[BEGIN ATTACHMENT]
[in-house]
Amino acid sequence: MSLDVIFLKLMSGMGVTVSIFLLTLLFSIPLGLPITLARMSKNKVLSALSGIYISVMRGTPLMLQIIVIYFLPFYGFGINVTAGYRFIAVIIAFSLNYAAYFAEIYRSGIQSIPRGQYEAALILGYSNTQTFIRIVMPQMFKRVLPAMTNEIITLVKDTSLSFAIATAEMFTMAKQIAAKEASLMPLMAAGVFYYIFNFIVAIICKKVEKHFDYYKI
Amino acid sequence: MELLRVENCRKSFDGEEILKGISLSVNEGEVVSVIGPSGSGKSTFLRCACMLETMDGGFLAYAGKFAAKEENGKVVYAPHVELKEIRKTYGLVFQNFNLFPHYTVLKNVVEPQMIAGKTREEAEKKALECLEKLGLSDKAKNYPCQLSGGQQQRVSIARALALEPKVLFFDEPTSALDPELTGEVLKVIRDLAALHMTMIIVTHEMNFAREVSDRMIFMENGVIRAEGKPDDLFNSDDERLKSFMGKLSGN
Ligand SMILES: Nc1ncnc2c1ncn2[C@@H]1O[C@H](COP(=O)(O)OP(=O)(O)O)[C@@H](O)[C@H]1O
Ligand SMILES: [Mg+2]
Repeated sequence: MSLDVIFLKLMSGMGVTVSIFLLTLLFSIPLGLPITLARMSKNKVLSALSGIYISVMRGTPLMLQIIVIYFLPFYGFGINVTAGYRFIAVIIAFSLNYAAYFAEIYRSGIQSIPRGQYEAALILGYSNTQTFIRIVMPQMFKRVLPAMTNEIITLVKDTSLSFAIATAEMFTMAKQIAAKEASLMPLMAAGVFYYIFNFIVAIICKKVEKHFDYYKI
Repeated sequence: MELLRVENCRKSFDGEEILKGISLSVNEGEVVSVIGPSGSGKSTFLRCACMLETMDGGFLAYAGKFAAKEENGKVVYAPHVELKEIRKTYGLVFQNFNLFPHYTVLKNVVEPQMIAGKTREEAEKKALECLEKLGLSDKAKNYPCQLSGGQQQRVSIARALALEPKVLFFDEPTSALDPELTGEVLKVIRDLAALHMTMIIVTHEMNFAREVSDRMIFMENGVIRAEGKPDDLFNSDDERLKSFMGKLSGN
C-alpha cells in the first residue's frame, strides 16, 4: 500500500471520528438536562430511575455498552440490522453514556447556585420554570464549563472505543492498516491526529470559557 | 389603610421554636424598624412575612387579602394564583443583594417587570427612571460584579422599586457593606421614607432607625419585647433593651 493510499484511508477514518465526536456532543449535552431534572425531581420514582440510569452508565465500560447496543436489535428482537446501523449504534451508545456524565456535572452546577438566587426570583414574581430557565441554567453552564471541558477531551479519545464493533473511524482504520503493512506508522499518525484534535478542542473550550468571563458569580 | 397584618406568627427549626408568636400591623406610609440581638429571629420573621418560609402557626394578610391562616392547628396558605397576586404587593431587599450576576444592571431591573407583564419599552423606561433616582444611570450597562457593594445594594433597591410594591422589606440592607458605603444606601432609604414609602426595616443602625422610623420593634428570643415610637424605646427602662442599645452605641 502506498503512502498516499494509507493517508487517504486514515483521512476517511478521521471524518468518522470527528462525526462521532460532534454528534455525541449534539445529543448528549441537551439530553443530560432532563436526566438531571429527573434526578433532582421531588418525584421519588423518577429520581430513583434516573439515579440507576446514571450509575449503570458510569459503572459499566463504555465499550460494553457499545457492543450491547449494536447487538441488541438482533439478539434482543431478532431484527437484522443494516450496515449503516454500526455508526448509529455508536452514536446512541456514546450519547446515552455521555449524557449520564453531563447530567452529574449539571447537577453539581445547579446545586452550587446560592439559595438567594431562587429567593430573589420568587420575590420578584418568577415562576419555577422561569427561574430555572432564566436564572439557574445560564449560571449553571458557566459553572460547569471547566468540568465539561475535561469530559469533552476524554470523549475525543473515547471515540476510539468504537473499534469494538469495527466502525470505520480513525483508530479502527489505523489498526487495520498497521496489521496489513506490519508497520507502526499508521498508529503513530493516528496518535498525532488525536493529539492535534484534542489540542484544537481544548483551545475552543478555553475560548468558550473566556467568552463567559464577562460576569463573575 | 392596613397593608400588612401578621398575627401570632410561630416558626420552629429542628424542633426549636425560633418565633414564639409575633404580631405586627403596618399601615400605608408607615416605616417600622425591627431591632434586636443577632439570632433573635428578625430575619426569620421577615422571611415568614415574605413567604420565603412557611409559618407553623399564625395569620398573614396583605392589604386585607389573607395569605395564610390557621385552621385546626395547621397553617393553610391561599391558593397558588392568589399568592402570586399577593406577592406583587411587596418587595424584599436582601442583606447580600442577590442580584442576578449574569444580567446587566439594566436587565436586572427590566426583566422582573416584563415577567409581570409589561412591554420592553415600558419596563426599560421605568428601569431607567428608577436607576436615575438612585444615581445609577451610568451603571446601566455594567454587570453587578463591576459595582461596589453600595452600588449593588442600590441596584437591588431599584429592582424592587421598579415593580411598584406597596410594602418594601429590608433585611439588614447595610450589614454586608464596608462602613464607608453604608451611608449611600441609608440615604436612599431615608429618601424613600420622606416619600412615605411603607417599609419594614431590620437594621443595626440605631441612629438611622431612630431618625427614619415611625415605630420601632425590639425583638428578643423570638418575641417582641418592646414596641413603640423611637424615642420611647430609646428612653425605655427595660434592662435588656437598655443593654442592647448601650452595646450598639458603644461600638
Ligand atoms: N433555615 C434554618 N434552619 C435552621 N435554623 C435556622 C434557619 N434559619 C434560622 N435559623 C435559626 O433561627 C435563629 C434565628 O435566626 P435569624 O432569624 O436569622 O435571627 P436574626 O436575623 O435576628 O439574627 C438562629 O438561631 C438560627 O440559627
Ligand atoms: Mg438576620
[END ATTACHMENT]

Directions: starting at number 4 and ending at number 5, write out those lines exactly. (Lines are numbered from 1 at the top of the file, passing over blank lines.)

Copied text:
Ligand SMILES: Nc1ncnc2c1ncn2[C@@H]1O[C@H](COP(=O)(O)OP(=O)(O)O)[C@@H](O)[C@H]1O
Ligand SMILES: [Mg+2]